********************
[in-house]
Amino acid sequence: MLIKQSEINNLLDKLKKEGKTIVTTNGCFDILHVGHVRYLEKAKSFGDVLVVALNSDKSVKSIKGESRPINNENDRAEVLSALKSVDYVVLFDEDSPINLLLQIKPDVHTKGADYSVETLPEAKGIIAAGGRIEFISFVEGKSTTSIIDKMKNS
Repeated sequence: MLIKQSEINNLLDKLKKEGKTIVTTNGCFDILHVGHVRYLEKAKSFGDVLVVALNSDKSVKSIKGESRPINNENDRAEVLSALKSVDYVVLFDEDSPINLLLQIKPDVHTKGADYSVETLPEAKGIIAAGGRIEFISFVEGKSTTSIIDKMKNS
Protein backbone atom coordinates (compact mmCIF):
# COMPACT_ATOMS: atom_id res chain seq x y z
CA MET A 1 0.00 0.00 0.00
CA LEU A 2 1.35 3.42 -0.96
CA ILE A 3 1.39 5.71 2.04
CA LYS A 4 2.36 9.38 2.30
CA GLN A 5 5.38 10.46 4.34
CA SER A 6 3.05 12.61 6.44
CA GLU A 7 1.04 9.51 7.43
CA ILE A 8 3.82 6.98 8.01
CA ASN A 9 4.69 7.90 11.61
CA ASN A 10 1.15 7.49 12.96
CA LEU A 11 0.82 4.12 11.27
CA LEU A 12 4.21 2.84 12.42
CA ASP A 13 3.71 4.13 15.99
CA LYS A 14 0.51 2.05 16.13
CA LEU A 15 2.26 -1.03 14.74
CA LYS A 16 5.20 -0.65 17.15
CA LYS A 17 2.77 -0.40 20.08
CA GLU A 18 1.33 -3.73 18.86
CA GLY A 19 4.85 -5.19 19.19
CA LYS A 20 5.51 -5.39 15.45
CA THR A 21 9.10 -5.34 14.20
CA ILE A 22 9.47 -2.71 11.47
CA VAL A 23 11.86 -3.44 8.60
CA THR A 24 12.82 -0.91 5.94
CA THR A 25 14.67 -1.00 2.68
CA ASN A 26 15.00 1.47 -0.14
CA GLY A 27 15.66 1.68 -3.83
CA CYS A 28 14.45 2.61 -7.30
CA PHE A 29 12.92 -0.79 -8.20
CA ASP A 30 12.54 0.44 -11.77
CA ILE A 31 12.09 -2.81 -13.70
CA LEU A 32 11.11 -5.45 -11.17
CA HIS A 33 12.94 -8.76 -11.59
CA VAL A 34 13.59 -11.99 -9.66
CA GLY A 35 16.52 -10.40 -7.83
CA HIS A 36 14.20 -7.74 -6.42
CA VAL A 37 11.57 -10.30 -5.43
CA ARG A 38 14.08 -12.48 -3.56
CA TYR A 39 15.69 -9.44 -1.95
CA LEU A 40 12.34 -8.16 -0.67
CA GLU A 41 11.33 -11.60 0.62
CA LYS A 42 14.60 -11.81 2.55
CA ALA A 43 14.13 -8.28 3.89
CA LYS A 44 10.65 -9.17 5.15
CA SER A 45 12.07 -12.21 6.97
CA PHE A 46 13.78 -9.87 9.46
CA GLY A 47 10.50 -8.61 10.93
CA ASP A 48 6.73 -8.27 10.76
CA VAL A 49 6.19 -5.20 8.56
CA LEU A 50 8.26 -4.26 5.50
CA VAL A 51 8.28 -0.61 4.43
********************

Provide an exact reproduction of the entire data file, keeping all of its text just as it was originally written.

[in-house]
Amino acid sequence: MLIKQSEINNLLDKLKKEGKTIVTTNGCFDILHVGHVRYLEKAKSFGDVLVVALNSDKSVKSIKGESRPINNENDRAEVLSALKSVDYVVLFDEDSPINLLLQIKPDVHTKGADYSVETLPEAKGIIAAGGRIEFISFVEGKSTTSIIDKMKNS
Repeated sequence: MLIKQSEINNLLDKLKKEGKTIVTTNGCFDILHVGHVRYLEKAKSFGDVLVVALNSDKSVKSIKGESRPINNENDRAEVLSALKSVDYVVLFDEDSPINLLLQIKPDVHTKGADYSVETLPEAKGIIAAGGRIEFISFVEGKSTTSIIDKMKNS
Protein backbone atom coordinates (compact mmCIF):
# COMPACT_ATOMS: atom_id res chain seq x y z
CA MET A 1 0.00 0.00 0.00
CA LEU A 2 1.35 3.42 -0.96
CA ILE A 3 1.39 5.71 2.04
CA LYS A 4 2.36 9.38 2.30
CA GLN A 5 5.38 10.46 4.34
CA SER A 6 3.05 12.61 6.44
CA GLU A 7 1.04 9.51 7.43
CA ILE A 8 3.82 6.98 8.01
CA ASN A 9 4.69 7.90 11.61
CA ASN A 10 1.15 7.49 12.96
CA LEU A 11 0.82 4.12 11.27
CA LEU A 12 4.21 2.84 12.42
CA ASP A 13 3.71 4.13 15.99
CA LYS A 14 0.51 2.05 16.13
CA LEU A 15 2.26 -1.03 14.74
CA LYS A 16 5.20 -0.65 17.15
CA LYS A 17 2.77 -0.40 20.08
CA GLU A 18 1.33 -3.73 18.86
CA GLY A 19 4.85 -5.19 19.19
CA LYS A 20 5.51 -5.39 15.45
CA THR A 21 9.10 -5.34 14.20
CA ILE A 22 9.47 -2.71 11.47
CA VAL A 23 11.86 -3.44 8.60
CA THR A 24 12.82 -0.91 5.94
CA THR A 25 14.67 -1.00 2.68
CA ASN A 26 15.00 1.47 -0.14
CA GLY A 27 15.66 1.68 -3.83
CA CYS A 28 14.45 2.61 -7.30
CA PHE A 29 12.92 -0.79 -8.20
CA ASP A 30 12.54 0.44 -11.77
CA ILE A 31 12.09 -2.81 -13.70
CA LEU A 32 11.11 -5.45 -11.17
CA HIS A 33 12.94 -8.76 -11.59
CA VAL A 34 13.59 -11.99 -9.66
CA GLY A 35 16.52 -10.40 -7.83
CA HIS A 36 14.20 -7.74 -6.42
CA VAL A 37 11.57 -10.30 -5.43
CA ARG A 38 14.08 -12.48 -3.56
CA TYR A 39 15.69 -9.44 -1.95
CA LEU A 40 12.34 -8.16 -0.67
CA GLU A 41 11.33 -11.60 0.62
CA LYS A 42 14.60 -11.81 2.55
CA ALA A 43 14.13 -8.28 3.89
CA LYS A 44 10.65 -9.17 5.15
CA SER A 45 12.07 -12.21 6.97
CA PHE A 46 13.78 -9.87 9.46
CA GLY A 47 10.50 -8.61 10.93
CA ASP A 48 6.73 -8.27 10.76
CA VAL A 49 6.19 -5.20 8.56
CA LEU A 50 8.26 -4.26 5.50
CA VAL A 51 8.28 -0.61 4.43